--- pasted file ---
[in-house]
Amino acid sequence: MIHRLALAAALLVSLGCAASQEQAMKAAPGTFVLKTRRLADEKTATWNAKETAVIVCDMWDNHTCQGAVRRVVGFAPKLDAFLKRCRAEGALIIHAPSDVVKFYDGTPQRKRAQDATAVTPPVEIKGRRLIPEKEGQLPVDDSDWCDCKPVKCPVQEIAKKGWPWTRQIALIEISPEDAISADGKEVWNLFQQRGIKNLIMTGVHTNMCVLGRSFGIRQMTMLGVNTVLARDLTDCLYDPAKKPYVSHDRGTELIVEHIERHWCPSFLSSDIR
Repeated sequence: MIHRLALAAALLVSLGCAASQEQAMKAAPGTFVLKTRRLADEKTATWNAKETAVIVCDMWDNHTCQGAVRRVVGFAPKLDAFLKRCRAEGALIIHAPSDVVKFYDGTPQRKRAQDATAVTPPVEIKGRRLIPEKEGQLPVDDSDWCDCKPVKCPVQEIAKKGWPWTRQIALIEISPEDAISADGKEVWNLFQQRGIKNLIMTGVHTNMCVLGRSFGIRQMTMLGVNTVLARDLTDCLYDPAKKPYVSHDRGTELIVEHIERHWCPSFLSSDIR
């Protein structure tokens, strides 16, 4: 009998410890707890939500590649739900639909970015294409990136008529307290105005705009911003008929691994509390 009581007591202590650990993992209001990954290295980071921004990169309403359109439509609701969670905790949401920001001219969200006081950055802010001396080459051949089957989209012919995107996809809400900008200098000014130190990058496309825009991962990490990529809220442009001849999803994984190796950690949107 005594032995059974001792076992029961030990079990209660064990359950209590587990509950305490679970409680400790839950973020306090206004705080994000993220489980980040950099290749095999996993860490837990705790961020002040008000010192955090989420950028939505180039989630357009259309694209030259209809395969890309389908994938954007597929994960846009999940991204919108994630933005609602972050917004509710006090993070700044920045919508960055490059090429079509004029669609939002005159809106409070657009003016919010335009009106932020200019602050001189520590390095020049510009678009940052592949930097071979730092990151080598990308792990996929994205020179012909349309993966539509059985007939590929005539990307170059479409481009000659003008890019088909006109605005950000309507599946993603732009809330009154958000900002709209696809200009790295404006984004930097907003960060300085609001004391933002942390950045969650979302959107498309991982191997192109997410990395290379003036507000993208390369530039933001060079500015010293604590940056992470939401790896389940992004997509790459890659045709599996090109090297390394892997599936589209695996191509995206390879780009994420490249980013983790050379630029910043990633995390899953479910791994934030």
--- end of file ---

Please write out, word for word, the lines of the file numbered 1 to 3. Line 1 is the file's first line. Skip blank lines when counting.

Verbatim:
[in-house]
Amino acid sequence: MIHRLALAAALLVSLGCAASQEQAMKAAPGTFVLKTRRLADEKTATWNAKETAVIVCDMWDNHTCQGAVRRVVGFAPKLDAFLKRCRAEGALIIHAPSDVVKFYDGTPQRKRAQDATAVTPPVEIKGRRLIPEKEGQLPVDDSDWCDCKPVKCPVQEIAKKGWPWTRQIALIEISPEDAISADGKEVWNLFQQRGIKNLIMTGVHTNMCVLGRSFGIRQMTMLGVNTVLARDLTDCLYDPAKKPYVSHDRGTELIVEHIERHWCPSFLSSDIR
Repeated sequence: MIHRLALAAALLVSLGCAASQEQAMKAAPGTFVLKTRRLADEKTATWNAKETAVIVCDMWDNHTCQGAVRRVVGFAPKLDAFLKRCRAEGALIIHAPSDVVKFYDGTPQRKRAQDATAVTPPVEIKGRRLIPEKEGQLPVDDSDWCDCKPVKCPVQEIAKKGWPWTRQIALIEISPEDAISADGKEVWNLFQQRGIKNLIMTGVHTNMCVLGRSFGIRQMTMLGVNTVLARDLTDCLYDPAKKPYVSHDRGTELIVEHIERHWCPSFLSSDIR